Some observers believe that the real bone of contention between the state parks department and the state controller's office has little to do with legislative intent or fiscal oversight. Rather, it could all boil down to a disagreement concerning how long grant recipients have to spend their money. According to California State Parks, grant recipients are allowed five years from the signing date of their contracts with that agency to spend grant funds. However, the state controller's office, citing the state's budget act, says that grant recipients have three years from the awarding of that grant to encumber, or commit, the funds (signing a contract with an architect, for example, would constitute encumbrance). From the date of encumbrance, a grant recipient has two years to spend the money.
It's hard for Wood to see the practicality of the legislation cited by the controller's office. "In a lot of cases, we use a design-.build firm," she says. "We're saving money that way, but as you know, if you're using one design-build firm for multiple projects, it's going to take longer than two years - especially with the community being very involved in the design process."
That said, Wood would like to believe that her signed contracts with the state parks department, which give the city of San Diego until June 30, 2005, to spend grant funds, are binding. But in light of this controversy over contract terms, she now feels as if she has just as much cause to worry. "What's happening is that, after the fact, the state controller's office is trying to change the terms of the contract agreed to between us and State Parks," she says. "Hopefully, this matter will be resolved quickly. If not, I don't know what we'll do. We've done everything we can to live up to the contract terms. But if the contract is changed, we're really concerned because we have projects that haven't even started yet."
At least Dorothy Leonard doesn't have that concern. Leonard is secretary-treasurer of the Mission Trails Regional Park Foundation, which manages the 5,800-acre natural and developed recreation area located eight miles northeast of San Diego. In 2000, her foundation received a $985,000 grant to help pay for a $2.5 million equestrian staging area, which includes a parking lot and 11 acres of landscaping. The project wrapped up late this summer. However, Mission Trails Regional Park Foundation's final $98,500 reimbursement payment has yet to arrive, and given the pace at which the state controller's audits are being conducted, that check might not come any time soon.
Still, Leonard says that she has been mostly satisfied with the grants process, and in contrast to allegations made by the state controller's office, she contends that the state parks department has improved its fiscal oversight controls. "This is the second time we've applied for and gotten a grant," she says, adding that for a state parks grant-assisted project 10 years ago, 10 percent of the funds was paid up front and the remaining 90 percent was paid upon completion. "This time, it was 10 percent, then 80 percent, then the final 10 percent with a certificate of completion. We've had to send more documentation to the state this time around. So they've increased the oversight in that respect."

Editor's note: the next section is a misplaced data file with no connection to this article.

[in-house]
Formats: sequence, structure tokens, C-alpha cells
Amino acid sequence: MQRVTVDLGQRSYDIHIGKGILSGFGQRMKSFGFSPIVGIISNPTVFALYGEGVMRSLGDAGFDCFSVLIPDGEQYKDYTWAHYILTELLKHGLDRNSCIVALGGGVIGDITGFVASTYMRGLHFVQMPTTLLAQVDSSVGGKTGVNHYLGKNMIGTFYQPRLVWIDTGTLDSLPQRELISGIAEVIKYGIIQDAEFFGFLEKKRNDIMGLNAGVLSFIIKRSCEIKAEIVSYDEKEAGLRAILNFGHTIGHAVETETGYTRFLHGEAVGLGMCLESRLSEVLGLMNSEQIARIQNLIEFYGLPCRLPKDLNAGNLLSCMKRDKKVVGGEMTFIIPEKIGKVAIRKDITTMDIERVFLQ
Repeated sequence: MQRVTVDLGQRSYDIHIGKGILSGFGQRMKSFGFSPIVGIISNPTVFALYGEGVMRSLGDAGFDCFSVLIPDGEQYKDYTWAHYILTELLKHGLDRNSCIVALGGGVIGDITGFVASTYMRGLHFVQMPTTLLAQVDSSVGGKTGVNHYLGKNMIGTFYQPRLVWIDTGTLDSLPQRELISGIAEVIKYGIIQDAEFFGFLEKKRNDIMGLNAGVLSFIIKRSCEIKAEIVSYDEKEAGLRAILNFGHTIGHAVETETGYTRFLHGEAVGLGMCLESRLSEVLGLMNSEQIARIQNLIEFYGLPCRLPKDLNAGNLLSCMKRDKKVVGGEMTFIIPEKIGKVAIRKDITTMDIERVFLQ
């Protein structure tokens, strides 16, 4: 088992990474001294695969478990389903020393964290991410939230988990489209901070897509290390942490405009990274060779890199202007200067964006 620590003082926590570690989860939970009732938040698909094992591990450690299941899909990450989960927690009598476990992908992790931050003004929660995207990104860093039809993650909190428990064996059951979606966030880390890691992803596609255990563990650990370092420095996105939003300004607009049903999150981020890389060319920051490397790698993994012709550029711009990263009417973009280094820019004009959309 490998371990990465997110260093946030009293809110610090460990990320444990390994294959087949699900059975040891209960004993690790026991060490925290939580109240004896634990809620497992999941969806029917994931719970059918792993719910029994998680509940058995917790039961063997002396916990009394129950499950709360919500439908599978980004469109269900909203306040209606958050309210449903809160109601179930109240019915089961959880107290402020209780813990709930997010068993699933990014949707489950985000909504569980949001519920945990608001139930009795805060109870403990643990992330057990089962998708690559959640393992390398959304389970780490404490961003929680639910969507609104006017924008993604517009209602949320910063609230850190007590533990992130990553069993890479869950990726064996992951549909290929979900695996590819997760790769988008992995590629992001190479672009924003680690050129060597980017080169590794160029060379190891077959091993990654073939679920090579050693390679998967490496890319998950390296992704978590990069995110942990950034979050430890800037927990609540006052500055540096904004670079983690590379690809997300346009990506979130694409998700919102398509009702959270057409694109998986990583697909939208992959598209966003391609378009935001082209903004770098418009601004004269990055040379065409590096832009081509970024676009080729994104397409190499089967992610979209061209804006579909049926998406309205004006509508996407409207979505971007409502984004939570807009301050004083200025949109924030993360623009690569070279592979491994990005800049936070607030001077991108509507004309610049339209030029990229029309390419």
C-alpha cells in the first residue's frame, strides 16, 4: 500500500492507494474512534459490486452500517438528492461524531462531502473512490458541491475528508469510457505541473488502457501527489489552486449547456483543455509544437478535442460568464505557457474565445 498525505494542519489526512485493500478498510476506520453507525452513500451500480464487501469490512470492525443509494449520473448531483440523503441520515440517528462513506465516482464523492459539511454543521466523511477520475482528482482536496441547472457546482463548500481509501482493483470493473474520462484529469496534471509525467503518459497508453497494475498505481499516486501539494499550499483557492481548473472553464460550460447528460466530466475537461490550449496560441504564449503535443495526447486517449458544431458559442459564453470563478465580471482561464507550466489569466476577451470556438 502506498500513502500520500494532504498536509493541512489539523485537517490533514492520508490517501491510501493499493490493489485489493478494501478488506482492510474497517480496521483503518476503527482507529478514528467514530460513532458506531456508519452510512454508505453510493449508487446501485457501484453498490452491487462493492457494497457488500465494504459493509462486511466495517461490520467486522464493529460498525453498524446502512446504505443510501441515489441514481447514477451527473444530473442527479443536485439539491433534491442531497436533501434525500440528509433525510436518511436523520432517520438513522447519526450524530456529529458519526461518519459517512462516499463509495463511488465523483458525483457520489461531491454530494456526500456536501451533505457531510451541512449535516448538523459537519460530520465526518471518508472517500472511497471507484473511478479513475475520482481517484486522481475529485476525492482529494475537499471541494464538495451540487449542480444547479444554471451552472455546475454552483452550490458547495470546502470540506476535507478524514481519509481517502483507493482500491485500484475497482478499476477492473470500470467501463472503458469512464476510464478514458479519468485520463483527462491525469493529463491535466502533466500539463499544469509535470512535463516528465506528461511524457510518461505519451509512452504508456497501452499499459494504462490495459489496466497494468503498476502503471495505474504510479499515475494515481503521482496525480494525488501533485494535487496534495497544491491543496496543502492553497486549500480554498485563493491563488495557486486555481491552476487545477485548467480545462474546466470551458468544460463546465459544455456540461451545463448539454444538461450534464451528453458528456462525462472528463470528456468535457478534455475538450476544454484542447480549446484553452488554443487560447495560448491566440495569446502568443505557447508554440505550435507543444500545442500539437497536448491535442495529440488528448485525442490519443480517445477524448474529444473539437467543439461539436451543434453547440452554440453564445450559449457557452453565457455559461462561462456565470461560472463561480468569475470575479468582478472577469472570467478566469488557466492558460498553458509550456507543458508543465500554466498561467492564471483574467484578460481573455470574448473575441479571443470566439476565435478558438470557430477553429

But with respect to the state parks department's policy for project monitoring, or the lack thereof, Leonard does see the state controller's point. "State Parks has not asked us for quarterly reports," she says. "California has very strict environmental laws. For example, we have only six months during which we can do construction louder than 60 decibels. We also have an area formerly used by the Marines and the Navy, so the Army Corps of Engineers had to do an ordnance sweep, even though all they found were tank parts and horseshoes. They tried to delay us more, but I finally wrote a letter that said, 'If you delay us any longer, we're going to lose grant money.'
"This project would have been finished last summer if the landscape contractor hadn't walked off the project site. He went bankrupt, so we had to find a new landscape sub, and we're talking about 11 acres. We would have been very happy to provide State Parks reps quarterly reports. For them to include these reports in the packet, it wouldn't require much more time on their part."
All things considered, Leonard isn't losing too much sleep over the auditing of her foundation's project. As of this writing, she had met several times with representatives of the state controller's office, including once during their visit to the Mission Trails park project site. "I have no problem with the audit, because we spent the money on what we were supposed to. We have all the documentation," she says. "I agree that they should be going in and doing audits. I don't know how many parks grants the state controller's office usually audits each year, if any. I think it's nice to do a certain percentage of them, just to make sure the money's being properly used. Is it fair to target all the nonprofits because of the actions of one? That's a judgment call."